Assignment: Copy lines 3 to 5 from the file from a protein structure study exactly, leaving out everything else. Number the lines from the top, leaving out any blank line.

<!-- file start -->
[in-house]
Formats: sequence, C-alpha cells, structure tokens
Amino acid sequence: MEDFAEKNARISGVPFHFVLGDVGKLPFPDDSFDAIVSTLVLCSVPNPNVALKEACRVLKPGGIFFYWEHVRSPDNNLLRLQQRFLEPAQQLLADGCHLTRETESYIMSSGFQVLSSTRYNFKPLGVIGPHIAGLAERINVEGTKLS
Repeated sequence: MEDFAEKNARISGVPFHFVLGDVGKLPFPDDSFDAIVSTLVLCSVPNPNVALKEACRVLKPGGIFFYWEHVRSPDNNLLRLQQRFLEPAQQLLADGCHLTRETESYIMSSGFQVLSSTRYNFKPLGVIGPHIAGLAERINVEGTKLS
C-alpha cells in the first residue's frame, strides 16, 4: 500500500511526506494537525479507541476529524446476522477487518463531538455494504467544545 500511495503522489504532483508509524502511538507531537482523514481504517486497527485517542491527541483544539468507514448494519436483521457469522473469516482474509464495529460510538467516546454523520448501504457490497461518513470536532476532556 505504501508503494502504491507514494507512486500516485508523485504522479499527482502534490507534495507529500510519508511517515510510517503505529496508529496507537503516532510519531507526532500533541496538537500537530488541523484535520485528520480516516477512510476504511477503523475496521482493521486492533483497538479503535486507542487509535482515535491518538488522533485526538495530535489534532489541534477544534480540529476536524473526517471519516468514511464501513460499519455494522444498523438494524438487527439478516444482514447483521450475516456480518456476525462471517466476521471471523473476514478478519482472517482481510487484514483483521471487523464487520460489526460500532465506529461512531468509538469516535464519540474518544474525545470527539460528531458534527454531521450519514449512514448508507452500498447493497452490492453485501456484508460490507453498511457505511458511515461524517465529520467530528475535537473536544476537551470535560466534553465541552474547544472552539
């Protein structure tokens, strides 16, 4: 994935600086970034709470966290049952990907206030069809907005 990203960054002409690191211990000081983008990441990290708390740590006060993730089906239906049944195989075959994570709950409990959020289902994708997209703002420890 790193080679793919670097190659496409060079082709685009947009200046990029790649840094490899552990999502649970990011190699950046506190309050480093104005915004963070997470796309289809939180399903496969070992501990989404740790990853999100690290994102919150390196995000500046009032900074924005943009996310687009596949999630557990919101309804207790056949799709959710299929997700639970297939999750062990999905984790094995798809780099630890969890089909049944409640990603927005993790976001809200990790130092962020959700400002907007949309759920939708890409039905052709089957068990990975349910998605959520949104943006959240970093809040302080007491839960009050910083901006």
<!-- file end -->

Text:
Amino acid sequence: MEDFAEKNARISGVPFHFVLGDVGKLPFPDDSFDAIVSTLVLCSVPNPNVALKEACRVLKPGGIFFYWEHVRSPDNNLLRLQQRFLEPAQQLLADGCHLTRETESYIMSSGFQVLSSTRYNFKPLGVIGPHIAGLAERINVEGTKLS
Repeated sequence: MEDFAEKNARISGVPFHFVLGDVGKLPFPDDSFDAIVSTLVLCSVPNPNVALKEACRVLKPGGIFFYWEHVRSPDNNLLRLQQRFLEPAQQLLADGCHLTRETESYIMSSGFQVLSSTRYNFKPLGVIGPHIAGLAERINVEGTKLS
C-alpha cells in the first residue's frame, strides 16, 4: 500500500511526506494537525479507541476529524446476522477487518463531538455494504467544545 500511495503522489504532483508509524502511538507531537482523514481504517486497527485517542491527541483544539468507514448494519436483521457469522473469516482474509464495529460510538467516546454523520448501504457490497461518513470536532476532556 505504501508503494502504491507514494507512486500516485508523485504522479499527482502534490507534495507529500510519508511517515510510517503505529496508529496507537503516532510519531507526532500533541496538537500537530488541523484535520485528520480516516477512510476504511477503523475496521482493521486492533483497538479503535486507542487509535482515535491518538488522533485526538495530535489534532489541534477544534480540529476536524473526517471519516468514511464501513460499519455494522444498523438494524438487527439478516444482514447483521450475516456480518456476525462471517466476521471471523473476514478478519482472517482481510487484514483483521471487523464487520460489526460500532465506529461512531468509538469516535464519540474518544474525545470527539460528531458534527454531521450519514449512514448508507452500498447493497452490492453485501456484508460490507453498511457505511458511515461524517465529520467530528475535537473536544476537551470535560466534553465541552474547544472552539